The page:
Doc Zeus caught him at the red light – on Putnam Avenue and Franklin, where they used to heat up the cipher with a shot that was hyper than your average JFK sniper.
RIVERSIDE COUNTY, CALIFORNIA
The boy’s face has grown ragged. It has acquired the sunken jowls of someone who has been gone longer than eight months. Indeed, that was the last time we saw this baby-faced gremlin threaten to cut the arms off bloggers. We are sitting at a booth in one of those deserted, lonely diners that you only seem to find in the movies. His eyes dart rapidly around the room, scouring for some unknown menace, even though we’re alone save for the frumpy waitress serving us coffee. It’s as if we’re on the run from some unseen, powerful forces. Earl Sweatshirt, 17 years old and the missing member of the hottest group in rap music, Odd Future, is noticeably paranoid and trying to determine if this place is safe for us to talk.
The waitress brings us our food and it seems as if for a moment, she lingers on Earl as she hands him his pancakes. He tenses up every so slightly and his eyes follow her like a strung-out hawk coke fiend as she disappears back into the kitchen.
“Fuck this, “ he says as he leaps up from booth and starts to hustle towards the diner’s exit in the front. He’s out the front door and disappearing into the night on his bicycle before I can grab my coat and chase after him. Now what? My chance to discover the truth behind music’s most mysterious disappearance since Lauryn Hill’s sanity had just left me holding the check. Jesus Christ! Now what? I cursed as I headed back into the diner to pay off our tab. What or who was he so afraid of?
As the buzz and popularity around hip hop’s newest It group, Odd Future Wolf Gang Kill Them All, has grown exponentially in recent months, the circumstances surrounding the absence of the group’s youngest member, Earl Sweatshirt, have become increasingly more bizarre and mysterious. With each innovative new video, each Jimmy Fallon appearance and each breathless, critical think-piece, Earl’s disappearance from the group has become increasingly more implausible. Earl’s debut album, Earl, was arguably the group’s most well-received effort thus his absence from the group as their popularity exploded was becoming increasingly difficult to comprehend.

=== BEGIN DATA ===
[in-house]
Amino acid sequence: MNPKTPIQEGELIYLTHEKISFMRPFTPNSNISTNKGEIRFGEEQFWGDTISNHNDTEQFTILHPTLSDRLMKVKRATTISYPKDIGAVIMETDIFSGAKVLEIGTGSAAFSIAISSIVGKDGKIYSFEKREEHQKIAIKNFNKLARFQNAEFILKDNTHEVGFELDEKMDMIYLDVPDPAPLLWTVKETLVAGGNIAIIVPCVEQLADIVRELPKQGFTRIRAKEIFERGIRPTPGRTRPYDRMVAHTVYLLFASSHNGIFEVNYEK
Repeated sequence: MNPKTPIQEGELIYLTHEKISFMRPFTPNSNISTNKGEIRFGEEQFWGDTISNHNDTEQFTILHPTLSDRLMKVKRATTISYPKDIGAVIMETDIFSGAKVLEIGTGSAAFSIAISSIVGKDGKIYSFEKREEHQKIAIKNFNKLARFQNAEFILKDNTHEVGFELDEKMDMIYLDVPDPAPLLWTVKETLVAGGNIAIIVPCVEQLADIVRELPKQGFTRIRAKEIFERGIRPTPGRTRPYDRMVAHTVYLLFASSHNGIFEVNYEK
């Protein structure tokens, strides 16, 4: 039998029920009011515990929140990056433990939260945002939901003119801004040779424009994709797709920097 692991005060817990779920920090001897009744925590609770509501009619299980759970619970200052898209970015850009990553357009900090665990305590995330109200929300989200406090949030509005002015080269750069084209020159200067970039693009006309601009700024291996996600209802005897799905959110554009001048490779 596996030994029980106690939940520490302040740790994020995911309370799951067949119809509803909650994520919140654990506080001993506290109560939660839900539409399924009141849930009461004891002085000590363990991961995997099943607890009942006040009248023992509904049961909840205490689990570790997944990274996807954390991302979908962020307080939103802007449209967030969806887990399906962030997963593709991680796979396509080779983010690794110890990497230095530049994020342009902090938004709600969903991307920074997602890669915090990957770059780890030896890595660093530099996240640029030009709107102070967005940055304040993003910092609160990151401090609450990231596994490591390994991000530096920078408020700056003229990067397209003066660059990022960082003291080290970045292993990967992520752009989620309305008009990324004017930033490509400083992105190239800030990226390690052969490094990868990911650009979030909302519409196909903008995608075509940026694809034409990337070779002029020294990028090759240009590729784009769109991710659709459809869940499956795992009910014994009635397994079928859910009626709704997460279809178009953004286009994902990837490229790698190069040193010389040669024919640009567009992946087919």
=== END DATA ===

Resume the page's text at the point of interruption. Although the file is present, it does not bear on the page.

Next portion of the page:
Innuendo had bled into rumor and gossip had enjoyed a relationship based on casual sex. Every fan, critic and arm-chair commentator offered up their theory surrounding Earl’s puzzling disappearance. Had his religious parents sent him to boarding school upon hearing his music? Was he locked up for living out the rape fantasies that permeated his music? Boot camp? Scientologists? Government conspiracy? Aliens? The only thing we knew for sure was the rest of the group was simply not talking about his disappearance, electing to dodge and evade the question when asked by enterprising journalists. The truth behind his disappearance is far more bizarre and nefarious than anything that’s been previously leaked.
The mystery behind Earl’s disappearance ate at me on a personal level. It bothered me that no enterprising music journalist had taken it upon himself to track down the juiciest story in music in years and instead chose to waste their time writing endless think-pieces about the content of their music and the “sociological implications” that it entailed. After a nearly an endless stream of masturbatory ridiculousness regarding the innovative notion of violence in rap music, I finally realized that nobody was going to write this piece and if I wanted it done, I had to discover the truth.
I started searching school records, police blotters, Twitter feeds and garbage cans hoping that I could crack the DaVinci code surrounding Earl, but my efforts bared no fruit. Nothing. Nada. Snakes Eyes. At times, it seemed as if this kid had never existed at all. Even my efforts to find a government name or a simple birth certificate was met with a silence so deafening that it would make Beethoven cry. It was as if everything but his music had been erased from the planet. He had simply vanished.